With the frigid winds fiercely blasting across the Midwest, inside air quality tends to be shockingly dry. Houseplants offer a natural way to not only humidify but clean the air, as well. They increase humidity through transpiration acting as organic antibacterial humidifiers.
Researchers found that plants can remove dust, mold, and allergens in our homes. In fact, rooms with plants have 50-60% less mold spores and bacteria than rooms that do not.
Dr. Bill Wolverton, the principle investigator of the NASA Clean Air Study, proved the ability of houseplants to filter waste products produced by humans. In an attempt to protect themselves, plants release phytochemicals which likely repel irritants. When we are near these plants, we also are protected from the mold spores and bacteria they fend off.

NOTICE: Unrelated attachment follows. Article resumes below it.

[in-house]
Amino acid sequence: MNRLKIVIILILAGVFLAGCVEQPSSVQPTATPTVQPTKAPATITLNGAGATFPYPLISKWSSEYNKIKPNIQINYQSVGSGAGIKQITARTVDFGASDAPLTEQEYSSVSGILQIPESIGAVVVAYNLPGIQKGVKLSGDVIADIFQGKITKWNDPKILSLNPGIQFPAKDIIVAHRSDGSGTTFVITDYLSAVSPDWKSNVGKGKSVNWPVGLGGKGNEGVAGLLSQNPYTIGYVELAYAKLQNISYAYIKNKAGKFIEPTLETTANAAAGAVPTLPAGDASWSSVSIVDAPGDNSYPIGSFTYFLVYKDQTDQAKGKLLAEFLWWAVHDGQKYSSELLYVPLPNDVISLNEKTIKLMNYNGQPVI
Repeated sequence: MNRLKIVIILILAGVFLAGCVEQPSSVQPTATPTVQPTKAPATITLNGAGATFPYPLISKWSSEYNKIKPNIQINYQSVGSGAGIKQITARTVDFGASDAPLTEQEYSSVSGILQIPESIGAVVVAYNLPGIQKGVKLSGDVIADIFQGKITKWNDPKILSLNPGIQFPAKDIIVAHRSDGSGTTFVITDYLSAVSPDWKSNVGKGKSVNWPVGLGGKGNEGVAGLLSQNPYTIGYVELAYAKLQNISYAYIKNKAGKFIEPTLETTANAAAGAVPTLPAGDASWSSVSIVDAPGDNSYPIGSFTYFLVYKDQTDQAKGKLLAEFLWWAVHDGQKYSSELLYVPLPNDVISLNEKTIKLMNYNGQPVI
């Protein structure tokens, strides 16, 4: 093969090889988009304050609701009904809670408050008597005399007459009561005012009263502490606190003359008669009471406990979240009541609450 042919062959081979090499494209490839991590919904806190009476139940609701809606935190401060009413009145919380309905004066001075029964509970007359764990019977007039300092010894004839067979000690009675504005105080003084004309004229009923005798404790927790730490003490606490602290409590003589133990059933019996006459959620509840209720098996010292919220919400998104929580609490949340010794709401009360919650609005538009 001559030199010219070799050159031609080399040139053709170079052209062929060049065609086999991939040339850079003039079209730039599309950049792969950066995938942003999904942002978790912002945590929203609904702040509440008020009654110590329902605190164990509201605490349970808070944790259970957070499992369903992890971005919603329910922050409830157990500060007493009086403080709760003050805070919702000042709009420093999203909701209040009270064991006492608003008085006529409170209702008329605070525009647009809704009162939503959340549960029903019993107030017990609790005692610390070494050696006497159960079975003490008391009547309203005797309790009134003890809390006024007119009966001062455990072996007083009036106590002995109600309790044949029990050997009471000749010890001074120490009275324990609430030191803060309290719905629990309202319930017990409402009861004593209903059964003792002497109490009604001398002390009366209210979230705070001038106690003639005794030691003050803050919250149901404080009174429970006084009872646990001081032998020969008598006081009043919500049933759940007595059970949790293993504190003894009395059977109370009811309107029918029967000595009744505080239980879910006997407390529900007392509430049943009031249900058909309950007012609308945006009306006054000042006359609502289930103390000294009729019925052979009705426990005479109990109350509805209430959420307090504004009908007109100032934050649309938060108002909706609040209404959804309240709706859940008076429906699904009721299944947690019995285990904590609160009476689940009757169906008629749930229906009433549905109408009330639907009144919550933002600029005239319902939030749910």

In addition, they make us happier. The greenery produces a calming effect, improving mental and physical well-being. Plants also are found to improve sleep when placed in bedrooms.
When choosing a plant for the home, it’s a good idea to consider the following:
Where will this plant be placed?
Is there enough room for the plant to grow?
How much light does this plant require?
How often do we want to water the plant?
Is this plant harmful to children or pets if ingested?
Most plants require little care. We tend to overwater which breeds gnats in the soil and promotes root rot. Many plants can go weeks or even months without water. A little dead-heading and dead leaf cleanup, proper watering, and sunlight goes a long way.
See the post, “Price of Protection from COVID in Memory Care Homes.”
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